Jan 29, 2024 - News

Minnesotans are struggling to afford rent as affordable options disappear

Illustration of a house key attached to a ball and chain.

Illustration: Brendan Lynch/Axios

In the Twin Cities, one out of every four renters spends at least half of their income on rent and utilities, a new report shows.

Driving the news: Nationally, the number of renters who qualify as "severely cost-burdened" is at an all-time high, according to the report from Harvard's Joint Center for Housing Studies.

Why it matters: The squeeze is forcing a growing number of renters — especially those with lower incomes — to make "dreadful choices," including cutting back on food or living in "overcrowded or structurally inadequate" conditions.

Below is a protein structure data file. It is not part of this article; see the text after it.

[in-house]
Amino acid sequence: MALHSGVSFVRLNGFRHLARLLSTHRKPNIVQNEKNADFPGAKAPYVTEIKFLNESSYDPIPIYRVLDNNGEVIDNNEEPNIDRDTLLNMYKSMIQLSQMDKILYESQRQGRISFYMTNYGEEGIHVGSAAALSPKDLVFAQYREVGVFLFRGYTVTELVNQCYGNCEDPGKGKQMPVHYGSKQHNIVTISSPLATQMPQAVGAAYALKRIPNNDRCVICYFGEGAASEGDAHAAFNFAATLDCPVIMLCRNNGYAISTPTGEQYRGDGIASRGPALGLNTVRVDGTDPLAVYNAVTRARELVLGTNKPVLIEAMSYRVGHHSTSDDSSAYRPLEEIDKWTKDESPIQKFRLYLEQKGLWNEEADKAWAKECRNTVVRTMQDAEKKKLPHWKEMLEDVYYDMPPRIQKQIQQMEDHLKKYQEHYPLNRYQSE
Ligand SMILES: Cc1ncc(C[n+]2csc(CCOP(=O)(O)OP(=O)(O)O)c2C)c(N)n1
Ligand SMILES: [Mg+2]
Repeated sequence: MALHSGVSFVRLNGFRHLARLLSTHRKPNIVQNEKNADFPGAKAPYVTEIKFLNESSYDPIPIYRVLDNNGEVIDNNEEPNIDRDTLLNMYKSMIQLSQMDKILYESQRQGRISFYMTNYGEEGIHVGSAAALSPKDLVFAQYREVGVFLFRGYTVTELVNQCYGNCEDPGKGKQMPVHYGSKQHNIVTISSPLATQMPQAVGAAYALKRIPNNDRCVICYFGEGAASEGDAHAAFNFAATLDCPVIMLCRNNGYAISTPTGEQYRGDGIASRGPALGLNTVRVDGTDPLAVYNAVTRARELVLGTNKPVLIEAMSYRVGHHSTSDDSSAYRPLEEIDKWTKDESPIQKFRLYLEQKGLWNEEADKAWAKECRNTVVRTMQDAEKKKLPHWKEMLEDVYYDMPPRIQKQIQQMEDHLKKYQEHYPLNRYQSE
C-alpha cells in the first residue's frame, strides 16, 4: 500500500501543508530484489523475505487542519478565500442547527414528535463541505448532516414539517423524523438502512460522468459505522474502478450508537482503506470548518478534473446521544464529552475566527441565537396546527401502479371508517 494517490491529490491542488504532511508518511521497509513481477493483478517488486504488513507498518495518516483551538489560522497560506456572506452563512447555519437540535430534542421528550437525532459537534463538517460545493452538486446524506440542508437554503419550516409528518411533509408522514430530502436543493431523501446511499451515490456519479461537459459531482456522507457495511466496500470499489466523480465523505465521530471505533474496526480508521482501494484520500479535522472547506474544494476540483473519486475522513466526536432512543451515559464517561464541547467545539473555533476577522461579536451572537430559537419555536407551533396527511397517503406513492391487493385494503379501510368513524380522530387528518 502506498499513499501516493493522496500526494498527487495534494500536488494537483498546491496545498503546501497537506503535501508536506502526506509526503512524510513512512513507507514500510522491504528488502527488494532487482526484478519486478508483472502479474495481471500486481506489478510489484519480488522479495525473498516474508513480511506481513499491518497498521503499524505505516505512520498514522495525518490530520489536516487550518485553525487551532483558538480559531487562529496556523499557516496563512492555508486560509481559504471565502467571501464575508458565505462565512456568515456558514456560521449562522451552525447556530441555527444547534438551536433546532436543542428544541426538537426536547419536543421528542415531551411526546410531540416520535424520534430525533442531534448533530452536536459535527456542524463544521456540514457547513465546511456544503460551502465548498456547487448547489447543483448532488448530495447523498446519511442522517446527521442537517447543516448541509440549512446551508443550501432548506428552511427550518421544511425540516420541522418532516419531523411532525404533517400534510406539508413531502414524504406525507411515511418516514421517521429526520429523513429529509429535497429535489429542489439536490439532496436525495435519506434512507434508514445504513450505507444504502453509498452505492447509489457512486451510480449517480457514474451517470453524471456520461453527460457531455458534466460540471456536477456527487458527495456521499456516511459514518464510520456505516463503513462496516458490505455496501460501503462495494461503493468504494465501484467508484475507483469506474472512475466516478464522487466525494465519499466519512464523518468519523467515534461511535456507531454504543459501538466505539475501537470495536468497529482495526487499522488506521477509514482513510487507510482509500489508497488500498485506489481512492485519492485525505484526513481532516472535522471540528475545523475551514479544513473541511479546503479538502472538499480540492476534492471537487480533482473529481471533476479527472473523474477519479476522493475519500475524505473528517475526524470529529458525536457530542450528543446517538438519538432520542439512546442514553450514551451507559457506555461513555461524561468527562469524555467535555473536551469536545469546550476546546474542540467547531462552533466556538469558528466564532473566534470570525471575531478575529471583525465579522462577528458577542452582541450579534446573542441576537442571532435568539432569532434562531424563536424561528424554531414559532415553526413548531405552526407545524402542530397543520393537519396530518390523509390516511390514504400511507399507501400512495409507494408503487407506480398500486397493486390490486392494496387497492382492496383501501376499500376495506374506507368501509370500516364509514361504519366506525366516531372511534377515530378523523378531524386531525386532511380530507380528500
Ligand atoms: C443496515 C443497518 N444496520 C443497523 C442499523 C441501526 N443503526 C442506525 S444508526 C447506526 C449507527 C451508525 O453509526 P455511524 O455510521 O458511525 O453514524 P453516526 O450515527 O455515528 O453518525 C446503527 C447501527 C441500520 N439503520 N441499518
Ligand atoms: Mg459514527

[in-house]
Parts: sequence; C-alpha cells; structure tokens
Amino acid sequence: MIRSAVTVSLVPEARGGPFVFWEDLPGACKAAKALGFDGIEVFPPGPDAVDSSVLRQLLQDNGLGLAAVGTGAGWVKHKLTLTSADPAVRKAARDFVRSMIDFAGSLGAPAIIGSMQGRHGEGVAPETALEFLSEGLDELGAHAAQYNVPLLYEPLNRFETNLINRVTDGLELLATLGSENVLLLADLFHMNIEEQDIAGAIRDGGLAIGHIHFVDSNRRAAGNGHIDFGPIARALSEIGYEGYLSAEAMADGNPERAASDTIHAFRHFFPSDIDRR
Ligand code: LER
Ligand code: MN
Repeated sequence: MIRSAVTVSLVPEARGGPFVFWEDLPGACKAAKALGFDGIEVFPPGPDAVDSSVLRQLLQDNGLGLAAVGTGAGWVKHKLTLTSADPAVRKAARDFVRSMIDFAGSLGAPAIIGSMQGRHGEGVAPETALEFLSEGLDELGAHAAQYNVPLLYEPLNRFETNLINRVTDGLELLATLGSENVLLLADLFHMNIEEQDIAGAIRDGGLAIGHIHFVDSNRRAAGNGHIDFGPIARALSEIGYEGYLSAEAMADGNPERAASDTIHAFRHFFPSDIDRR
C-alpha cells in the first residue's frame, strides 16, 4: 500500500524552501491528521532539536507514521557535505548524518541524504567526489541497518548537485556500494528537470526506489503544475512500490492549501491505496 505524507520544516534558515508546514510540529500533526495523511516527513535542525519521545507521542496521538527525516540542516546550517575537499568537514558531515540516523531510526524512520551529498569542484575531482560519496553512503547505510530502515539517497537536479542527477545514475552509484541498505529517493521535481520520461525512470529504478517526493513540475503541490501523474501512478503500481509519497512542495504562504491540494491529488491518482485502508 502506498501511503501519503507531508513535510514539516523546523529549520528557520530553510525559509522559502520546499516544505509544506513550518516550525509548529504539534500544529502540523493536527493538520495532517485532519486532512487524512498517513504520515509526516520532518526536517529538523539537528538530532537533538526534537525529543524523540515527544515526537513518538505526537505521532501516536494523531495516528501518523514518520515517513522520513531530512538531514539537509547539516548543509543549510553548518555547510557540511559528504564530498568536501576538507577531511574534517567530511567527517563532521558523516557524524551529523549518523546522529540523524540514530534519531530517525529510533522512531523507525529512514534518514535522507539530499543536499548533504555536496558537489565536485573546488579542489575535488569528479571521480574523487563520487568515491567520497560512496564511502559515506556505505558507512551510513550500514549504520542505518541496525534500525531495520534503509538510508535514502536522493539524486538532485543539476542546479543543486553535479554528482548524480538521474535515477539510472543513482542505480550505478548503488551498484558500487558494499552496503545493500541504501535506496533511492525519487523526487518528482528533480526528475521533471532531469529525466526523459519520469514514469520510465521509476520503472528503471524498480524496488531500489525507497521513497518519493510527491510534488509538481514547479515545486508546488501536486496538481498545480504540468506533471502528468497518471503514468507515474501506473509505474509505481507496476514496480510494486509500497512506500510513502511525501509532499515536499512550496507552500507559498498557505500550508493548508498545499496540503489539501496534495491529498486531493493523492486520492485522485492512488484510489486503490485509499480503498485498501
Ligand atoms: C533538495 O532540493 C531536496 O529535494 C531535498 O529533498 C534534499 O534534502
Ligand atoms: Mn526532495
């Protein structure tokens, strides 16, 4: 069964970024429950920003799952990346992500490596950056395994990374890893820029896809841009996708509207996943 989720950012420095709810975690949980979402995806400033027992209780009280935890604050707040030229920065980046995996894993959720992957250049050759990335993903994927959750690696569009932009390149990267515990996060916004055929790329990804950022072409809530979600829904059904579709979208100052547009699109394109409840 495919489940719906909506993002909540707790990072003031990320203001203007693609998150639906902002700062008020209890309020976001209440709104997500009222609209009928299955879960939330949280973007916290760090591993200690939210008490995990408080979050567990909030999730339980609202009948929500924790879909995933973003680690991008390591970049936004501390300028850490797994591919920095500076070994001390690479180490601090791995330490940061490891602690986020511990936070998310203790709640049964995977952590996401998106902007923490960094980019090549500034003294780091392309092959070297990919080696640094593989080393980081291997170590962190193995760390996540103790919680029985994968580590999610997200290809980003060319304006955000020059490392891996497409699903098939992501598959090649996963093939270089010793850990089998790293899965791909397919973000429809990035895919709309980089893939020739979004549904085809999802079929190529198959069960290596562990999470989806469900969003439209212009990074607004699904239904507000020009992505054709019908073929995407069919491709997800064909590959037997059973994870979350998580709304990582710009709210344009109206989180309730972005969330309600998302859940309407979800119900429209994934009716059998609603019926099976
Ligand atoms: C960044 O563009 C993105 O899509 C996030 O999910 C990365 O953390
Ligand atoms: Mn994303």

• After housing expenses, renters making less than $30,000 per year now have only $310 per month left over — a 47% drop in their "residual income" since 2001.

The big picture: The most affordable rental options are disappearing. In the last decade, researchers found that the U.S. lost a total of 6 million housing units that rented for less than $1,000 per month.

  • A record number of housing units nationwide are under construction, though the report's authors fear many of these units are aimed at the higher end of the market.

Zoom in: In the Twin Cities metro, half of all renter households are "moderately cost-burdened," meaning they spend at least 30% of their income on housing.

  • In Minnesota, Black and Hispanic renters are more likely to be cost-burdened than white renters.
  • Duluth renters are even more squeezed. Nearly one-third of renters in its metro area — which includes Superior, Wis., — are considered "severely cost-burdened."

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